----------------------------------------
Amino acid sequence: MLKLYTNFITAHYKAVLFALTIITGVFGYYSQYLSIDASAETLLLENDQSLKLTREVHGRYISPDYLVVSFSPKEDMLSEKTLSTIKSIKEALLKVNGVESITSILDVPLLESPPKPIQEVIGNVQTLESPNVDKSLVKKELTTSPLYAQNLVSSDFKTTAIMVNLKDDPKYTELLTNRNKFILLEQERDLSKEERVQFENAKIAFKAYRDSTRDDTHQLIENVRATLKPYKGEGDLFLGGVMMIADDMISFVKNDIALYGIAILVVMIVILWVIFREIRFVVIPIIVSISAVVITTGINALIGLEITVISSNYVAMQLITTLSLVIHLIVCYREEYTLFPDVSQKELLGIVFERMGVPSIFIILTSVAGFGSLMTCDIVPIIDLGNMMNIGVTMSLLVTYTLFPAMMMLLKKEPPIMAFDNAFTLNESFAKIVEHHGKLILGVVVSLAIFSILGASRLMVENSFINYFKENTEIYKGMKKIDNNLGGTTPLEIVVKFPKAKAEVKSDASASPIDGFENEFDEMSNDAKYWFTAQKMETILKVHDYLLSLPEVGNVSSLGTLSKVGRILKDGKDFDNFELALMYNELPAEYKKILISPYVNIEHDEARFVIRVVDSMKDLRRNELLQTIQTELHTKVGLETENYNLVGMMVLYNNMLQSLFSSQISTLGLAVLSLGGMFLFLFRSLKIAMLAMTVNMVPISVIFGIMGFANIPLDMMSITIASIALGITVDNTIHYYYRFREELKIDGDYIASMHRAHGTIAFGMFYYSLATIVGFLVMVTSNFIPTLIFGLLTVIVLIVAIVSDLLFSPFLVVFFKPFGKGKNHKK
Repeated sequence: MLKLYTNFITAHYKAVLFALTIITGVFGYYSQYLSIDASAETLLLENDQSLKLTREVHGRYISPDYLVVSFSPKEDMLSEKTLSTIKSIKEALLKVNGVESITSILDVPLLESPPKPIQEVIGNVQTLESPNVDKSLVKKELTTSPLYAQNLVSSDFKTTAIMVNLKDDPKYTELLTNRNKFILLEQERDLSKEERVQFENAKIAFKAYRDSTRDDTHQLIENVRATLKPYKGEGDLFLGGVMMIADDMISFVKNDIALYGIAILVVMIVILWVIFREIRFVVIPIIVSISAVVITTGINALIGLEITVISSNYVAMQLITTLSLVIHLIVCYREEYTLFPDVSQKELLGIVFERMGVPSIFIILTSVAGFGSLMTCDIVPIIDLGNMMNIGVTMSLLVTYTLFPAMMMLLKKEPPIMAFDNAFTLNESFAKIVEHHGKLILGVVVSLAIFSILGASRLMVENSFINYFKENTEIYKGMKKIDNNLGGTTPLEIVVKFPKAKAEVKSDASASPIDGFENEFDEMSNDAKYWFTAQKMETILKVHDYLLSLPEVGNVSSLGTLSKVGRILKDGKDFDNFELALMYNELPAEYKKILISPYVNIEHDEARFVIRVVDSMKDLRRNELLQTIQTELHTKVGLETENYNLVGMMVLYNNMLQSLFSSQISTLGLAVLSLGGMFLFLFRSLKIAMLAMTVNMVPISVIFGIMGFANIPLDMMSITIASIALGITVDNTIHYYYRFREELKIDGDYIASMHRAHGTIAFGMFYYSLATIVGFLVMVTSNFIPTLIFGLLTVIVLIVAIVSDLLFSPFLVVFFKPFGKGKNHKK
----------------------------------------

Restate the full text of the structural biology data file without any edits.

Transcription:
Amino acid sequence: MLKLYTNFITAHYKAVLFALTIITGVFGYYSQYLSIDASAETLLLENDQSLKLTREVHGRYISPDYLVVSFSPKEDMLSEKTLSTIKSIKEALLKVNGVESITSILDVPLLESPPKPIQEVIGNVQTLESPNVDKSLVKKELTTSPLYAQNLVSSDFKTTAIMVNLKDDPKYTELLTNRNKFILLEQERDLSKEERVQFENAKIAFKAYRDSTRDDTHQLIENVRATLKPYKGEGDLFLGGVMMIADDMISFVKNDIALYGIAILVVMIVILWVIFREIRFVVIPIIVSISAVVITTGINALIGLEITVISSNYVAMQLITTLSLVIHLIVCYREEYTLFPDVSQKELLGIVFERMGVPSIFIILTSVAGFGSLMTCDIVPIIDLGNMMNIGVTMSLLVTYTLFPAMMMLLKKEPPIMAFDNAFTLNESFAKIVEHHGKLILGVVVSLAIFSILGASRLMVENSFINYFKENTEIYKGMKKIDNNLGGTTPLEIVVKFPKAKAEVKSDASASPIDGFENEFDEMSNDAKYWFTAQKMETILKVHDYLLSLPEVGNVSSLGTLSKVGRILKDGKDFDNFELALMYNELPAEYKKILISPYVNIEHDEARFVIRVVDSMKDLRRNELLQTIQTELHTKVGLETENYNLVGMMVLYNNMLQSLFSSQISTLGLAVLSLGGMFLFLFRSLKIAMLAMTVNMVPISVIFGIMGFANIPLDMMSITIASIALGITVDNTIHYYYRFREELKIDGDYIASMHRAHGTIAFGMFYYSLATIVGFLVMVTSNFIPTLIFGLLTVIVLIVAIVSDLLFSPFLVVFFKPFGKGKNHKK
Repeated sequence: MLKLYTNFITAHYKAVLFALTIITGVFGYYSQYLSIDASAETLLLENDQSLKLTREVHGRYISPDYLVVSFSPKEDMLSEKTLSTIKSIKEALLKVNGVESITSILDVPLLESPPKPIQEVIGNVQTLESPNVDKSLVKKELTTSPLYAQNLVSSDFKTTAIMVNLKDDPKYTELLTNRNKFILLEQERDLSKEERVQFENAKIAFKAYRDSTRDDTHQLIENVRATLKPYKGEGDLFLGGVMMIADDMISFVKNDIALYGIAILVVMIVILWVIFREIRFVVIPIIVSISAVVITTGINALIGLEITVISSNYVAMQLITTLSLVIHLIVCYREEYTLFPDVSQKELLGIVFERMGVPSIFIILTSVAGFGSLMTCDIVPIIDLGNMMNIGVTMSLLVTYTLFPAMMMLLKKEPPIMAFDNAFTLNESFAKIVEHHGKLILGVVVSLAIFSILGASRLMVENSFINYFKENTEIYKGMKKIDNNLGGTTPLEIVVKFPKAKAEVKSDASASPIDGFENEFDEMSNDAKYWFTAQKMETILKVHDYLLSLPEVGNVSSLGTLSKVGRILKDGKDFDNFELALMYNELPAEYKKILISPYVNIEHDEARFVIRVVDSMKDLRRNELLQTIQTELHTKVGLETENYNLVGMMVLYNNMLQSLFSSQISTLGLAVLSLGGMFLFLFRSLKIAMLAMTVNMVPISVIFGIMGFANIPLDMMSITIASIALGITVDNTIHYYYRFREELKIDGDYIASMHRAHGTIAFGMFYYSLATIVGFLVMVTSNFIPTLIFGLLTVIVLIVAIVSDLLFSPFLVVFFKPFGKGKNHKK